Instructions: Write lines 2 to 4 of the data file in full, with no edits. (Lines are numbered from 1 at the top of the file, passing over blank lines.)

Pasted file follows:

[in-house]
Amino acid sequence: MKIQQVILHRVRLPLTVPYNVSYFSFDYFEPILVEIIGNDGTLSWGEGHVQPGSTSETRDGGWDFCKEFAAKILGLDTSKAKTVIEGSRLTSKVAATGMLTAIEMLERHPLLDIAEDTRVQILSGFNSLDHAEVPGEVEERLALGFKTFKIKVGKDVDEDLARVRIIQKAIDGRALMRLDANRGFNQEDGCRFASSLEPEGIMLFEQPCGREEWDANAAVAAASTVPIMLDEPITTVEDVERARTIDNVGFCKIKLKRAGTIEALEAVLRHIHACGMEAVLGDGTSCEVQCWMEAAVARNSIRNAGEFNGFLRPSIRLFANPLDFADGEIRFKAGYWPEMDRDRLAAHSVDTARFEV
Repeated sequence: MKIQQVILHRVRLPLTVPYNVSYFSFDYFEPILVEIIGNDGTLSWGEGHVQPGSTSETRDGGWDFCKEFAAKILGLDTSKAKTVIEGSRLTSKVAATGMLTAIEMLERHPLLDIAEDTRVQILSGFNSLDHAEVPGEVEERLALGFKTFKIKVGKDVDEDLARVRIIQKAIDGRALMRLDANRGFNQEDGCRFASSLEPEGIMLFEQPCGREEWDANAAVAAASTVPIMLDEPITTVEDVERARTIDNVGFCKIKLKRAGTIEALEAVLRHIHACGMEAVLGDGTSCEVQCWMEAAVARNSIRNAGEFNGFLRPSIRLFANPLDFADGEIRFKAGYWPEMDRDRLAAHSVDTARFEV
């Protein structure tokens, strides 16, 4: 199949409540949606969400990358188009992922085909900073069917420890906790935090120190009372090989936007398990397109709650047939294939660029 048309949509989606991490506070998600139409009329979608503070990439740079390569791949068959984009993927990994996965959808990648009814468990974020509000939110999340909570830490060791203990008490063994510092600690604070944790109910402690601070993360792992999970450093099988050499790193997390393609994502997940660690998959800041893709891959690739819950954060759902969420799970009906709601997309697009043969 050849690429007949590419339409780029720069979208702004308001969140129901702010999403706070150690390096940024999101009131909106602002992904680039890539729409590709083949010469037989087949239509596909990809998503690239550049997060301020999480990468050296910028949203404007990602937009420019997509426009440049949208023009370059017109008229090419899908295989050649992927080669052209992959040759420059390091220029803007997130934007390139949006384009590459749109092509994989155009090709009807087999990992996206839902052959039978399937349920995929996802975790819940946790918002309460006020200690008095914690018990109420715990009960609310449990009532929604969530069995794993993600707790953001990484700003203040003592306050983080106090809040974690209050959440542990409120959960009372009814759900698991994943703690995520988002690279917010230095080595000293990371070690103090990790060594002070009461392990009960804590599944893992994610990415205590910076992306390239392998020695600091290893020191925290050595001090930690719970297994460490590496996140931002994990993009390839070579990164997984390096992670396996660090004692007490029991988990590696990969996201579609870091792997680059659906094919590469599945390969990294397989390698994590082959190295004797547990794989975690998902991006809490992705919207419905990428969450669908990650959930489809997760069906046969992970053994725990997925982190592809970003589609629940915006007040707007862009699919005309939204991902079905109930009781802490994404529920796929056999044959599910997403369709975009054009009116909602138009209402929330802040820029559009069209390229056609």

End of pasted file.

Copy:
Amino acid sequence: MKIQQVILHRVRLPLTVPYNVSYFSFDYFEPILVEIIGNDGTLSWGEGHVQPGSTSETRDGGWDFCKEFAAKILGLDTSKAKTVIEGSRLTSKVAATGMLTAIEMLERHPLLDIAEDTRVQILSGFNSLDHAEVPGEVEERLALGFKTFKIKVGKDVDEDLARVRIIQKAIDGRALMRLDANRGFNQEDGCRFASSLEPEGIMLFEQPCGREEWDANAAVAAASTVPIMLDEPITTVEDVERARTIDNVGFCKIKLKRAGTIEALEAVLRHIHACGMEAVLGDGTSCEVQCWMEAAVARNSIRNAGEFNGFLRPSIRLFANPLDFADGEIRFKAGYWPEMDRDRLAAHSVDTARFEV
Repeated sequence: MKIQQVILHRVRLPLTVPYNVSYFSFDYFEPILVEIIGNDGTLSWGEGHVQPGSTSETRDGGWDFCKEFAAKILGLDTSKAKTVIEGSRLTSKVAATGMLTAIEMLERHPLLDIAEDTRVQILSGFNSLDHAEVPGEVEERLALGFKTFKIKVGKDVDEDLARVRIIQKAIDGRALMRLDANRGFNQEDGCRFASSLEPEGIMLFEQPCGREEWDANAAVAAASTVPIMLDEPITTVEDVERARTIDNVGFCKIKLKRAGTIEALEAVLRHIHACGMEAVLGDGTSCEVQCWMEAAVARNSIRNAGEFNGFLRPSIRLFANPLDFADGEIRFKAGYWPEMDRDRLAAHSVDTARFEV
């Protein structure tokens, strides 16, 4: 199949409540949606969400990358188009992922085909900073069917420890906790935090120190009372090989936007398990397109709650047939294939660029 048309949509989606991490506070998600139409009329979608503070990439740079390569791949068959984009993927990994996965959808990648009814468990974020509000939110999340909570830490060791203990008490063994510092600690604070944790109910402690601070993360792992999970450093099988050499790193997390393609994502997940660690998959800041893709891959690739819950954060759902969420799970009906709601997309697009043969 050849690429007949590419339409780029720069979208702004308001969140129901702010999403706070150690390096940024999101009131909106602002992904680039890539729409590709083949010469037989087949239509596909990809998503690239550049997060301020999480990468050296910028949203404007990602937009420019997509426009440049949208023009370059017109008229090419899908295989050649992927080669052209992959040759420059390091220029803007997130934007390139949006384009590459749109092509994989155009090709009807087999990992996206839902052959039978399937349920995929996802975790819940946790918002309460006020200690008095914690018990109420715990009960609310449990009532929604969530069995794993993600707790953001990484700003203040003592306050983080106090809040974690209050959440542990409120959960009372009814759900698991994943703690995520988002690279917010230095080595000293990371070690103090990790060594002070009461392990009960804590599944893992994610990415205590910076992306390239392998020695600091290893020191925290050595001090930690719970297994460490590496996140931002994990993009390839070579990164997984390096992670396996660090004692007490029991988990590696990969996201579609870091792997680059659906094919590469599945390969990294397989390698994590082959190295004797547990794989975690998902991006809490992705919207419905990428969450669908990650959930489809997760069906046969992970053994725990997925982190592809970003589609629940915006007040707007862009699919005309939204991902079905109930009781802490994404529920796929056999044959599910997403369709975009054009009116909602138009209402929330802040820029559009069209390229056609």